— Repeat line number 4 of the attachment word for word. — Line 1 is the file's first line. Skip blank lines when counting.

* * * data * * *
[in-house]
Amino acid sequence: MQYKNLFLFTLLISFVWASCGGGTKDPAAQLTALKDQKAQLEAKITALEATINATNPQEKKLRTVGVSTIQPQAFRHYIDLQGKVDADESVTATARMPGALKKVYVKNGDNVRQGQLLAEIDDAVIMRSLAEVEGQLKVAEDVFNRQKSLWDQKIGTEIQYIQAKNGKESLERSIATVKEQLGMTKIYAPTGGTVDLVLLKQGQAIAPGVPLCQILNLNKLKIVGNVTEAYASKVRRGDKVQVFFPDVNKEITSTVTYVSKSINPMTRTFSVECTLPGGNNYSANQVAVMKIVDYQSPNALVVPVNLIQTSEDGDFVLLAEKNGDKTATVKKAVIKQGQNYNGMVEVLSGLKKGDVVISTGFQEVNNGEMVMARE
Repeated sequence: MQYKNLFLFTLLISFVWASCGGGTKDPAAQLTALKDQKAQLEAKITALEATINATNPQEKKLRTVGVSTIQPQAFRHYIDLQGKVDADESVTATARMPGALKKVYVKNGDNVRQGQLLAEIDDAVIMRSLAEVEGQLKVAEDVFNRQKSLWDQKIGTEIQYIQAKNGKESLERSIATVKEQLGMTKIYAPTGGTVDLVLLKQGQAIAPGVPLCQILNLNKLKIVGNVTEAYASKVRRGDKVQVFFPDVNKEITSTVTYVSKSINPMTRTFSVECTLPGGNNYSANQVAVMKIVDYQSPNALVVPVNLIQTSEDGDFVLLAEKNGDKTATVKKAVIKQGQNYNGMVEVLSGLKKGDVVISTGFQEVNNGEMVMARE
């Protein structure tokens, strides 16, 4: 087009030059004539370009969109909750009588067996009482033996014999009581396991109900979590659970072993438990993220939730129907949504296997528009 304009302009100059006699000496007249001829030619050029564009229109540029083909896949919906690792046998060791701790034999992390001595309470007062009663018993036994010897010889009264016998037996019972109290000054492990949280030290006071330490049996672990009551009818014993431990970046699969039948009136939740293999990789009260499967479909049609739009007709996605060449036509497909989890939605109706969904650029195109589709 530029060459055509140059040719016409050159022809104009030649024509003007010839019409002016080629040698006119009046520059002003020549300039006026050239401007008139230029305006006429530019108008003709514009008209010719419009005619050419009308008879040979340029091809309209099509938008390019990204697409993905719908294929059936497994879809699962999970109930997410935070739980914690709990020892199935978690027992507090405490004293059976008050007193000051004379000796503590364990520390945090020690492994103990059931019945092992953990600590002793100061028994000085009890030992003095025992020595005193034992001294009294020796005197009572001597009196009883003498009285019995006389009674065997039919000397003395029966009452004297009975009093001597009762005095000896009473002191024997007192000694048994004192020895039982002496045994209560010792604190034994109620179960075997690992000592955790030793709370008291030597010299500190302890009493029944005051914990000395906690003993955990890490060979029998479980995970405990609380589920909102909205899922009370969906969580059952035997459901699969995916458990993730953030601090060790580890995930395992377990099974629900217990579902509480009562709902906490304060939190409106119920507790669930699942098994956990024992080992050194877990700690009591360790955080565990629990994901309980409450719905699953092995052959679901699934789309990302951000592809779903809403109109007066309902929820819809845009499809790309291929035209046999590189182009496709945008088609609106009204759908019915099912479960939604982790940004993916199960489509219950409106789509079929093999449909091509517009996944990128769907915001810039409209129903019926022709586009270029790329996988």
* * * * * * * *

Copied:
């Protein structure tokens, strides 16, 4: 087009030059004539370009969109909750009588067996009482033996014999009581396991109900979590659970072993438990993220939730129907949504296997528009 304009302009100059006699000496007249001829030619050029564009229109540029083909896949919906690792046998060791701790034999992390001595309470007062009663018993036994010897010889009264016998037996019972109290000054492990949280030290006071330490049996672990009551009818014993431990970046699969039948009136939740293999990789009260499967479909049609739009007709996605060449036509497909989890939605109706969904650029195109589709 530029060459055509140059040719016409050159022809104009030649024509003007010839019409002016080629040698006119009046520059002003020549300039006026050239401007008139230029305006006429530019108008003709514009008209010719419009005619050419009308008879040979340029091809309209099509938008390019990204697409993905719908294929059936497994879809699962999970109930997410935070739980914690709990020892199935978690027992507090405490004293059976008050007193000051004379000796503590364990520390945090020690492994103990059931019945092992953990600590002793100061028994000085009890030992003095025992020595005193034992001294009294020796005197009572001597009196009883003498009285019995006389009674065997039919000397003395029966009452004297009975009093001597009762005095000896009473002191024997007192000694048994004192020895039982002496045994209560010792604190034994109620179960075997690992000592955790030793709370008291030597010299500190302890009493029944005051914990000395906690003993955990890490060979029998479980995970405990609380589920909102909205899922009370969906969580059952035997459901699969995916458990993730953030601090060790580890995930395992377990099974629900217990579902509480009562709902906490304060939190409106119920507790669930699942098994956990024992080992050194877990700690009591360790955080565990629990994901309980409450719905699953092995052959679901699934789309990302951000592809779903809403109109007066309902929820819809845009499809790309291929035209046999590189182009496709945008088609609106009204759908019915099912479960939604982790940004993916199960489509219950409106789509079929093999449909091509517009996944990128769907915001810039409209129903019926022709586009270029790329996988």